Monday, 27 January 2014

Brains and hearts

Last week I was lucky enough to be on the judging panel for the Sheffield round of 'Poetry by Heart', a competition in which students memorise and perform poems by other writers. The passion, wit and personality all the competitors brought to their task reminded me what a rare and brilliant thing it is to learn a poem by heart - in doing so, the poem becomes a part of you. To learn a poem is to 'own' a work of art and - somehow - make it yours.

Recent neuroaesthetic research by Edward Vessel and his team at New York University’s Center for Brain Imaging suggests that, at a neural level, identifying strongly with a work of art really does change you and affect your sense of self. Vessel's research examines how the brain’s default mode network (DMN) - usually inactive when you are engaged with the outside world -responds to particular works of art that especially move you. Since the DMN is  alsoconnected to introspection and the self, this could mean that the feeling that a work of art is intensely personal (that sense that a poem or song was 'written for you', for example) activates parts of the brain strongly associated with personal identities and, as such, changes our sense of who we are. As Vessel et al put it, this process of access to the DMN "...allows the representation of the artwork to interact with the neural processes related to the self,
affect them, and possibly even be incorporated into them (i.e., into the future, evolving representation of self).”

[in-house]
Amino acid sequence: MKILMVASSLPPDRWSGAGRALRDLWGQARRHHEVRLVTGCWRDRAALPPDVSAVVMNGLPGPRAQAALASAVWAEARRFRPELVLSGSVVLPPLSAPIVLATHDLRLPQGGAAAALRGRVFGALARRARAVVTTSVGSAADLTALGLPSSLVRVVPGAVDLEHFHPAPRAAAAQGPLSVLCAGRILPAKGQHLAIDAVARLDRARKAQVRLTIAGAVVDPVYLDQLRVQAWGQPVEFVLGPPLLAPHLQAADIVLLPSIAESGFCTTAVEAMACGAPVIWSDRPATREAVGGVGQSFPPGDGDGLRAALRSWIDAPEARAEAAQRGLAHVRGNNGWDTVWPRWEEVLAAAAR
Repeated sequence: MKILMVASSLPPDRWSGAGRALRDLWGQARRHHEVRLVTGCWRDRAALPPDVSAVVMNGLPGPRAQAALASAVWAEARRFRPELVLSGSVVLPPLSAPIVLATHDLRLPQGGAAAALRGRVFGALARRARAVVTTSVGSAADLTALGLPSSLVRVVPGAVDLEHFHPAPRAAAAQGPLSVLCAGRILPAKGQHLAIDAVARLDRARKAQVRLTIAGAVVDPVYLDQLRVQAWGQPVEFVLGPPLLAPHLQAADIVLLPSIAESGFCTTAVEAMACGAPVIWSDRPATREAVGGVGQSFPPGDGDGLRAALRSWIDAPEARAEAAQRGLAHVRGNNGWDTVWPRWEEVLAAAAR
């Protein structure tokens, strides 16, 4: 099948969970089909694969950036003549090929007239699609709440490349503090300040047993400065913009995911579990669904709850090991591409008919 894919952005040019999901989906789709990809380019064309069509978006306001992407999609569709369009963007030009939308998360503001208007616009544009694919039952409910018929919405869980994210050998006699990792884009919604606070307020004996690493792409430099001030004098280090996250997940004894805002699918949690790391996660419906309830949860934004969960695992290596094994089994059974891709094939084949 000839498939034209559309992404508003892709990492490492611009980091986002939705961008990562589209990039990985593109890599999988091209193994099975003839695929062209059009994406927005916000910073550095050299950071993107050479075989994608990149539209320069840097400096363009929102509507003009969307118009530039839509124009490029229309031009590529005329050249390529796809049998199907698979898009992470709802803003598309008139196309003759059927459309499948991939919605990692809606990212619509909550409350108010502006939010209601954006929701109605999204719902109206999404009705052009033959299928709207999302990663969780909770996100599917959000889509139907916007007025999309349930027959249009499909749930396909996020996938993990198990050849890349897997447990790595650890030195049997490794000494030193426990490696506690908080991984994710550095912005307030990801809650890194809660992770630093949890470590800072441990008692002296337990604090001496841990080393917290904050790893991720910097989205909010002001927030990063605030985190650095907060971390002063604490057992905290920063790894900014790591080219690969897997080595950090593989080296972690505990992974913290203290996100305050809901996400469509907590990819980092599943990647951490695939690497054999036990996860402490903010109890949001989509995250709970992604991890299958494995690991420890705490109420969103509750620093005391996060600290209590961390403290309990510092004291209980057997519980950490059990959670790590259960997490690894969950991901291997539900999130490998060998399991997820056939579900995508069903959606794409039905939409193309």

It's important to stress that Vessel's research was very small scale, using a tiny sample - the research team tested 16 participants with 109 two-dimensional artworks ranging from the 15th to 20th century, sourced from museum collections and looked for patterns in people's personal, aesthetic reactions to the artworks and how the DMN activated accordingly.

Intuitively though, the results of Vessel's research hardly seem surprising. When we read a poem that moves us, we are likely to go back to it, remember it, internalise aspects of its narrative or perceived meaning in ways which might subtly affect our opinions or our outlook on the world.

As for me, the only poem I really know by heart is Robert Frost's haunting 'Fire and Ice'. Ever since I
read and learned it, it's made me think about hatred, desire and the impact of collective emotions in a
different way. The way Frost's poem made me think about the world is something I go back to again and again, even when I'm relating to other works of art - I thought about 'Fire and Ice' recently, for example, when watching Steve McQueen's harrowing film '12 Years a Slave'. In this, learning Frost's poem has changed my heart as much as my brain.


2 comments:

  1. Oh, Helen, I really do agree about the benefits (that suggests something worthy and businesslike, I mean wonders) of learning poems by heart. I had to do this at school, and have been grateful ever since. Indeed, it's true — one has a special relationship with the implanted poem forever. I remember learning Thomas Hood's 'I Remember, I Remember', Blake's 'The Tyger', Wordsworth's 'I Wandered Lonely as a Cloud', some Shakespeare soliloquies from 'Henry V' and others...

    ReplyDelete
  2. Helen,
    Check out this cool sonnet about poetry "by heart"....
    Cheers,
    J
    A Sonnet: By Heart

    ReplyDelete